Tyler Skaggs struggles against Oakland


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ANAHEIM — After an up-and-down May that saw him post a 5.29 ERA in six starts, Angels lefty Tyler Skaggs was hoping to put it behind him and get off to a better start in June. But it wasn’t to be on a night when the Halos could use a

ANAHEIM — After an up-and-down May that saw him post a 5.29 ERA in six starts, Angels lefty Tyler Skaggs was hoping to put it behind him and get off to a better start in June. But it wasn’t to be on a night when the Halos could use a starter pitching deep into a game, as he struggled against the A’s, allowing six runs in four-plus innings in a 7-4 loss Thursday night in the series finale at Angel Stadium.

Skaggs didn’t look as sharp as he did in his previous start, when he went a season-high seven innings and struck out eight against the Mariners, as his stuff wasn’t as crisp against the A’s. Notably, his fastball velocity dipped as his start went on, including averaging roughly 89 mph in the fifth after averaging 92 mph in earlier innings.

Box score

Skaggs, however, downplayed any health concerns and said his poor command was to blame for the rough outing and his velocity decreased because he threw 77 pitches through the first four frames.

“I just didn’t have it today,” Skaggs said. “It was just a disaster. Go back to the drawing board. It’s frustrating, I really wanted to go out there and give the team some length and win the series, and complete opposite today. I wouldn’t say it’s embarrassing, but it’s probably the worst outing I’ve had in a long time. Nobody’s more frustrated than me. I let my team down, I let the bullpen down. Just one of those days.”

Skaggs ran into trouble in the second, loading the bases with two outs, but escaped the jam by getting Josh Phegley to ground out to end the inning. He wasn’t as fortunate in the fourth, when he was hurt by three straight singles with one out, including RBI singles from Ramon Laureano and Jurickson Profar. Phegley brought home a third run with a sacrifice fly.

It unraveled further in the fifth, as he walked the first two batters he faced before surrendering a bloop RBI single to right field from Khris Davis. Kole Calhoun threw home on the play, but it got by catcher Dustin Garneau for an error, allowing both runners to advance.

“I think his command wasn’t there,” Angels manager Brad Ausmus said. “Obviously, Skaggsy wasn’t as sharp as he has been other days. I think that was pretty clear. Just you could tell at the end a couple long at-bats, close to 10-pitch at-bats I think kind of wore him down a little bit as well. Just an off day.”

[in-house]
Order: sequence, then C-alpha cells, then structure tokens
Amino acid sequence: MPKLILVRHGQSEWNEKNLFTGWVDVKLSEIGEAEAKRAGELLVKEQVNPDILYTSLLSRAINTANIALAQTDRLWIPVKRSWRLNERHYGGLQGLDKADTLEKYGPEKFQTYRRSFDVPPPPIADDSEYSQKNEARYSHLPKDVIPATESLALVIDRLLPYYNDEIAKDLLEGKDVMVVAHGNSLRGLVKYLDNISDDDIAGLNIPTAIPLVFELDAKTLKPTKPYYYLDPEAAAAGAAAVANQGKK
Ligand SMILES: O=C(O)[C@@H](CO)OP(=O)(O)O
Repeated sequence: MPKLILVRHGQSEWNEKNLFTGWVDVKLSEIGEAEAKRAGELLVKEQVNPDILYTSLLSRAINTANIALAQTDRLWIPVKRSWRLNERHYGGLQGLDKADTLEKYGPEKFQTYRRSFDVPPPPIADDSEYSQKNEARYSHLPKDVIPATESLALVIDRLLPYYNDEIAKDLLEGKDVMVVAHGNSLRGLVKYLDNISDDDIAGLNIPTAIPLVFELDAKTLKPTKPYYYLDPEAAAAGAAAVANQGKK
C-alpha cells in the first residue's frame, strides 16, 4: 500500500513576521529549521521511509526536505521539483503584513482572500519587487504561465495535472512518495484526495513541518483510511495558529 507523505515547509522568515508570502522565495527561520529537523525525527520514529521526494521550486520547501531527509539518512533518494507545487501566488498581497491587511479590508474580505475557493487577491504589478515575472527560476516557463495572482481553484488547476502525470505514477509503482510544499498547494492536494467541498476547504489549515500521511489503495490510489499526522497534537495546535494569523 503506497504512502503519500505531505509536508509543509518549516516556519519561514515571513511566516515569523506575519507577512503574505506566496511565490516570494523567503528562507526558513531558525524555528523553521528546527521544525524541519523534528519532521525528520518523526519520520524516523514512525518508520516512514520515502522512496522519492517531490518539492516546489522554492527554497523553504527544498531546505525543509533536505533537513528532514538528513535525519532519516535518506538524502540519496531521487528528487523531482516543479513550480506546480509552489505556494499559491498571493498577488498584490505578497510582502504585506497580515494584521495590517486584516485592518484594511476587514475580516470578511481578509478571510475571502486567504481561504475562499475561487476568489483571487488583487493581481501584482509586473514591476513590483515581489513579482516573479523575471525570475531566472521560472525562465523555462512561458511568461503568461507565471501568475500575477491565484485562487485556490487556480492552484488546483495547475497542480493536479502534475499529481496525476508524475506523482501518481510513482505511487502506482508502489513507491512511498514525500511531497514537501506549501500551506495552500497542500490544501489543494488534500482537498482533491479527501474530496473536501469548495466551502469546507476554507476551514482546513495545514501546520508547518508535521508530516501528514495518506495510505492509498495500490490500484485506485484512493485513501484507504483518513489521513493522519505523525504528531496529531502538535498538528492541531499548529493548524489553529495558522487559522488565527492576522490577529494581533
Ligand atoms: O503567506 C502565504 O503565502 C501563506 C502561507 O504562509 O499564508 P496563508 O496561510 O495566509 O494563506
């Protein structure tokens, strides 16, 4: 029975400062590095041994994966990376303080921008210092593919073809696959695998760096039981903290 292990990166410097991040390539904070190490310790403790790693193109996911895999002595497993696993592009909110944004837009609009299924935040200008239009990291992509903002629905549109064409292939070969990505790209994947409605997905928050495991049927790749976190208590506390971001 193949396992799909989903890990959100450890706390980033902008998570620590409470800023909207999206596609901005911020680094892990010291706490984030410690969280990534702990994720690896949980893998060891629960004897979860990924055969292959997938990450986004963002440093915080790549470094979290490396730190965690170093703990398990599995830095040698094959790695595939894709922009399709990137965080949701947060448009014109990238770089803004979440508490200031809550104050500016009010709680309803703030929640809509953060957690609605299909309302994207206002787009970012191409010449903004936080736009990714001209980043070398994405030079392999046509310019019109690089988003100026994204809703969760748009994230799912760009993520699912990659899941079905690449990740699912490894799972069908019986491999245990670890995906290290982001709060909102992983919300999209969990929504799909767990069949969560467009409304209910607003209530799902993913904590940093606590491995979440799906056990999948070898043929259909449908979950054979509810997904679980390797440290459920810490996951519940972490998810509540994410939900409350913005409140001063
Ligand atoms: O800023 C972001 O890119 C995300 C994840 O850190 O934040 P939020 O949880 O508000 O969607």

The RBI single from Davis knocked Skaggs from the game and the Angels turned to right-hander Jaime Barria, who was recalled from Triple-A Salt Lake to provide cover as a long reliever. The defense, though, didn’t make it easy for Barria, who got Stephen Piscotty to fly out to left, only to see the ball slip out of Brian Goodwin’s hand as he tried to throw it in, allowing Matt Chapman to scamper home easily. Laureano added another sacrifice fly to give the A’s a 6-1 lead.

Barria, though, helped save the bullpen by throwing five innings, allowing one run on three hits. He’s likely to be optioned back to Triple-A on Friday, as the Angels still have to bring up a starter for Saturday with Nick Tropeano the top candidate.

“He did a nice job,” Ausmus said of Barria. “Was able to chew up the rest of the innings and save the guys in the bullpen from having to throw at all. So you know, not the way you want to draw it up, because you’d rather get the ‘W’ but there is a silver lining.”

Trout stays hot

Unlike Wednesday’s improbable comeback after being down by six runs, the offense couldn’t do enough despite yet another homer from superstar Mike Trout. Trout crushed a two-run homer in the fifth off veteran right-hander Mike Fiers, giving him his team-leading 16th blast of the year and his second in as many nights.

Trout has started to heat up recently, hitting .393/.541/.857 with four homers and 11 RBIs over his last eight games. But teams are continuing to pitch around him, including in the seventh, when he drew a two-out walk with a runner at first base and Shohei Ohtani grounded out to end the potential scoring threat.

“When the best hitter in the game gets hot he tends to do some damage,” Ausmus said. “He’s swung the bat pretty well starting in Seattle and he’s kept it going right through the beginning of this homestand.”

Rhett Bollinger covers the Angels for MLB.com. He previously covered the Twins from 2011-18. Follow him on Twitter @RhettBollinger and Facebook.



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